Hosted by Ilona Oltuski of, Get Classical reflects a changing cultural landscape within the classical scene and reaches out to a new listener, creating a bridge between the relaxed sophistication of the wet bar and the formality of the concert hall.

WQXR’s acclaimed radio host Terrance McKnight leads you through the evening’s program, which features pianists Vassily Primakov, Natalia Lavrova, David Aladashvili, Marika Bournaki and members of the Salome Chamber Orchestra and ETHEL.

Merging the contemporary and traditional classical worlds, Get Classical carves out a new space, revitalizing this very important part of our city’s culture.

Many thanks to Yamaha for providing the piano and to the Gramercy Park Hotel and the Rose Bar for providing a stage for Get Classical’s vision. (Photo: Rose Bar)

Ilona Oltuski is a music journalist who, inspired by interviews and friendships with great musicians, founded the music blog GetClassical and her website,, in 2009. Featuring intimate portraits of classical performers and their stories, and written by a blogger who is herself a lay musician, GetClassical prides itself on peering into the inner world of the artist and some of the developing trends within the world of music.

Terrance McKnight is the award-winning weekday evening host for Classical 105.9 FM WQXR as well as the Saturday night radio show, All Ears with Terrance McKnight. A pianist himself, and a former professor of music at Morehouse College, McKnight brings true expertise and personal enthusiasm to his discussions of music of all genres.

Marika Bournaki’s flourishing career as a concert pianist was the subject of the recent documentary I Am Not a Rock Star by Bobbi Jo Hart. Her ability to connect to audiences and present on stage as well as in front of the camera has led her to a variety of national and international broadcasts, such as NPR’s From the Top. Her DVD, Happy Birthday, Mr. Schumann, released in 2010, features her as soloist performing the Schumann Piano Concerto with the St. Petersburg Symphony and explores Marika’s feelings about being on the road as a performer.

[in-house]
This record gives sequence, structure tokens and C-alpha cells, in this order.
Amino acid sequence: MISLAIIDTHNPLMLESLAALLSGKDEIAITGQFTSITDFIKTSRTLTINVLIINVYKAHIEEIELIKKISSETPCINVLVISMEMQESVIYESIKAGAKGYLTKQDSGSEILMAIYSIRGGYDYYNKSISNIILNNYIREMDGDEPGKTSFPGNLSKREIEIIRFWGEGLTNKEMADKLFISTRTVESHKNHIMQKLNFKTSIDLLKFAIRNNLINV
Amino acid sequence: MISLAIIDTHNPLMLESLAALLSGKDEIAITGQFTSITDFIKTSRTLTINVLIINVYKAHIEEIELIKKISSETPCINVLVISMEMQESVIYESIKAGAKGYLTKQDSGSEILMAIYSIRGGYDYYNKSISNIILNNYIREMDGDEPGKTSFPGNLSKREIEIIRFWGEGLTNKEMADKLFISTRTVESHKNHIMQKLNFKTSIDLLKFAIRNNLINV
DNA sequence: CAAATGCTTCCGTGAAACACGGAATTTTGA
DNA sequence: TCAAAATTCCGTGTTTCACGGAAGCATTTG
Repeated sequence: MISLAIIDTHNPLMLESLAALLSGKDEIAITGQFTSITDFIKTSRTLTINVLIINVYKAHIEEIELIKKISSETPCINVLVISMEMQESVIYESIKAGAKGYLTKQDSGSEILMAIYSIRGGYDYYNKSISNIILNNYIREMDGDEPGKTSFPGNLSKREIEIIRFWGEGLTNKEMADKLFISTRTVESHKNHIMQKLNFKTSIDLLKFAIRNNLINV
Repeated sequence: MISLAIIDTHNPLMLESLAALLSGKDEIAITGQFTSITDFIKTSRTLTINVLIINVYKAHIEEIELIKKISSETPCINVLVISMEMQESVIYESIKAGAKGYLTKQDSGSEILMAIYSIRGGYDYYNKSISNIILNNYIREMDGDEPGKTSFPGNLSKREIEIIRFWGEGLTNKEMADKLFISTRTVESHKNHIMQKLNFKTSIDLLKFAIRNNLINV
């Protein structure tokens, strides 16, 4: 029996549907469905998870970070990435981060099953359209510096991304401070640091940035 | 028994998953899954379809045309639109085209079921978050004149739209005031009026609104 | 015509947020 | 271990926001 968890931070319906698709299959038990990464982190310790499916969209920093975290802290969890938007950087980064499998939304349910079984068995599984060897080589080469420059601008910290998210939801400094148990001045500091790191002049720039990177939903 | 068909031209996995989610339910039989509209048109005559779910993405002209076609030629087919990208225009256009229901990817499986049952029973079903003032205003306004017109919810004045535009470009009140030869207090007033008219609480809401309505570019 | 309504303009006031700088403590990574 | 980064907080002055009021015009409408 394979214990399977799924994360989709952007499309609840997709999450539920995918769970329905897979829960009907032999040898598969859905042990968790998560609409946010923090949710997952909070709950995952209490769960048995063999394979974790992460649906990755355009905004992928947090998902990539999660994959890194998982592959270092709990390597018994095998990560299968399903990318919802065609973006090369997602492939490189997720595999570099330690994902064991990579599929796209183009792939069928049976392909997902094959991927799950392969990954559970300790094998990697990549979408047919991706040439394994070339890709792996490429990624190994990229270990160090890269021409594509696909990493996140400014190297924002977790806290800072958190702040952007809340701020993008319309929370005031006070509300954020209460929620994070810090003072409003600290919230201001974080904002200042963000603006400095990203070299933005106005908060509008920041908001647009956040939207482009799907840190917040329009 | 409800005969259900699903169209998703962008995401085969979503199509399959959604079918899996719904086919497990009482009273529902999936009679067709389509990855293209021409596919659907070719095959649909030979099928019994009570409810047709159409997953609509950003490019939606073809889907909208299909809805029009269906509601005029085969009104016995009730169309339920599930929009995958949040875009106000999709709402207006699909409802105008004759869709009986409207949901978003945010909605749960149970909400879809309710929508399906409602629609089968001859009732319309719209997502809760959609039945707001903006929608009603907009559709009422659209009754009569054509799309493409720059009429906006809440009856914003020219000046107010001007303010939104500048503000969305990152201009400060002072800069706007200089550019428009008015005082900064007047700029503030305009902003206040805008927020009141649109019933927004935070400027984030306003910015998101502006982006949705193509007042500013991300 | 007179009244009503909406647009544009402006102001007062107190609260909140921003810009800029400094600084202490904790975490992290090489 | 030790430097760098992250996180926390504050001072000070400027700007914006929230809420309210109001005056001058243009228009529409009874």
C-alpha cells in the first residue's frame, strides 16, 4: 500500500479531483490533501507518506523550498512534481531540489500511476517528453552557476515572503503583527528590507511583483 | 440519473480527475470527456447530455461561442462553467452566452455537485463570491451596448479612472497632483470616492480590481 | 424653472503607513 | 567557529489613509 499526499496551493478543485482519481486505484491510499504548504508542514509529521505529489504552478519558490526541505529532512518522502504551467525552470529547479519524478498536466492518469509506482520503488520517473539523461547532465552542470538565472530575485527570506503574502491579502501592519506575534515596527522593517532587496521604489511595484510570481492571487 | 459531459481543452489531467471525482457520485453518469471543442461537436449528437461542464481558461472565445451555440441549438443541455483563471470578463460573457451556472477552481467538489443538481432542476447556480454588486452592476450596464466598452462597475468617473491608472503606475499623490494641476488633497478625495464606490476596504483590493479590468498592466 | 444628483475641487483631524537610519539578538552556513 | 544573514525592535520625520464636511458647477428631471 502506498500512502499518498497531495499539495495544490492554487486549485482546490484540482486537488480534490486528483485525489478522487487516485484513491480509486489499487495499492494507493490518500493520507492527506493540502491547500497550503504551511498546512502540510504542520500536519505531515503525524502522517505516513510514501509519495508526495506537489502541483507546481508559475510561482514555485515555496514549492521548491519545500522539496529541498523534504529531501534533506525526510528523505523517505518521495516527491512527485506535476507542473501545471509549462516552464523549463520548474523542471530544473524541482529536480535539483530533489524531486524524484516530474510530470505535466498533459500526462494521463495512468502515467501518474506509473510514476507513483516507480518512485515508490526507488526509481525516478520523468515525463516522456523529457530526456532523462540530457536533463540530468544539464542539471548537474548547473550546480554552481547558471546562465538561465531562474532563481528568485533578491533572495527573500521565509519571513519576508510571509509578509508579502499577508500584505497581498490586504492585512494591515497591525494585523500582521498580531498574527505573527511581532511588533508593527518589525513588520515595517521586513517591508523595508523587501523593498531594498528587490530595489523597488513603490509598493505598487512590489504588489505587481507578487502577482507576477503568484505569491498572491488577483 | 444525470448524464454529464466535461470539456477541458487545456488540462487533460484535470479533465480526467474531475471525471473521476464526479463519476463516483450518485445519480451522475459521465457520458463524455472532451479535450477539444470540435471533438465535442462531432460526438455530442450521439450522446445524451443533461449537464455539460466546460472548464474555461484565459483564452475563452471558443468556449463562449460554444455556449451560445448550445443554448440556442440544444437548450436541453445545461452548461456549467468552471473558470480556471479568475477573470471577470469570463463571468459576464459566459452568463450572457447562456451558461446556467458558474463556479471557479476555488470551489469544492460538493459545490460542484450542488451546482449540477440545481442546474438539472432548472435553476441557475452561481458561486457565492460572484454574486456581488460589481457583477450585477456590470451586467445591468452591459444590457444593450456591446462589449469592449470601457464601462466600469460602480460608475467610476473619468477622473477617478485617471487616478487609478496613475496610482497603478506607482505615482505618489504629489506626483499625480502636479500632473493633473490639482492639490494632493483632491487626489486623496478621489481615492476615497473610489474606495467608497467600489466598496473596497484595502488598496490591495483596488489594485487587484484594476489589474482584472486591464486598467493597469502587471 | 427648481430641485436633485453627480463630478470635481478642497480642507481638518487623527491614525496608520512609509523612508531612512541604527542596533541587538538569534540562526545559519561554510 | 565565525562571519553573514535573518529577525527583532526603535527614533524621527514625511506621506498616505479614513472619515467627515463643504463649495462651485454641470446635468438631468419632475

Vassily Primakov and Natalia Lavrova founded their classical music record label, LP Classics, last year, focusing on both revivals of buried historical recordings and premiers of new, yet unknown performers. With an expansive recording history and a successful competition track record, Primakov enjoys a strong following and was honored with the 2007 Classical Recording Foundation’s Young Artist of the Year Award. His recording of 21 Mazurkas by Chopin was names a “Best of Year” by NPR in 2009. Lavrova, who has been his close friend since they met at Julliard and recently began collaborating with Primakov, is the founder of Music School of New York City, where she integrates her expertise in both the Russian and American piano traditions.

David Aladashvili’s extraordinarily connecting personality both on and off stage has already landed the young performer in the spotlight. Deeply inspired by his teachers, Jerome Lowenthal and Matti Raekallio, Aladashvili is a master’s degree piano student at The Julliard School and has performed in a variety of venues both in New York and in his native country, Georgia. Also a talented event coordinator—a talent he willingly brought to Get Classical at the Rose Bar—Aladashvili has acted as Julliard’s social chair on more than one occasion, as he did for Jerome Lowenthal’s 80th birthday celebration concert and an evening of Georgian music at Julliard’s Paul Hall.

Violinist Angelia Cho of Salome Chamber Orchestra brings a young and sexy sound—and look—to classical music. A conductor-less string ensemble with a wide-ranging repertoire, Salome Chamber Orchestra changes shape often, its constellations transforming from duo to full orchestra depending on the concert. They will be featured in Alice Tully Hall’s May gala, hosted by Sting. Cho stays open minded and curious about music’s borderless reach beyond genres and geographic distinctions.

Violinist Jennifer Choi joined ETHEL a year ago. A post-classical String quartet, with a reputation for cutting edge performances of America’s contemporary composers, it has carved out a distinct resonance of their own. Choi was hailed by Time Out New York as "one of New York's most reliably adventurous performers".

Monday, April 9, 2012

ETHEL’s CD release Heavy at Joe’s Pub April 24th.

Exactly a year ago, I had the pleasure of interviewing violinist/composer
Cornelius Duffalo of ETHEL. The string quartet is a forerunner of the current
movement interested in transforming how we experience classical music in the 21st century, questioning boundaries between tradition and technology, performer and audience. (See also my article:
Made up of traditionally trained, classical musicians, ETHEL
has taken a post-classical personal approach to broadening the spectrum of
their music making which the New Yorker
calls “vital and brilliant.”

Their music represents a Pan-American exploration- reaching from Jazz and Native American
influences, to New York’s contemporary responses to 9/11. Performing at
alternative venues has also become part of ETHEL’s performance style, playing
for younger audiences, who rather frequent pubs, than concert halls.Photo: James Ewing
Their latest album Heavy
(in answer to the previous Light) for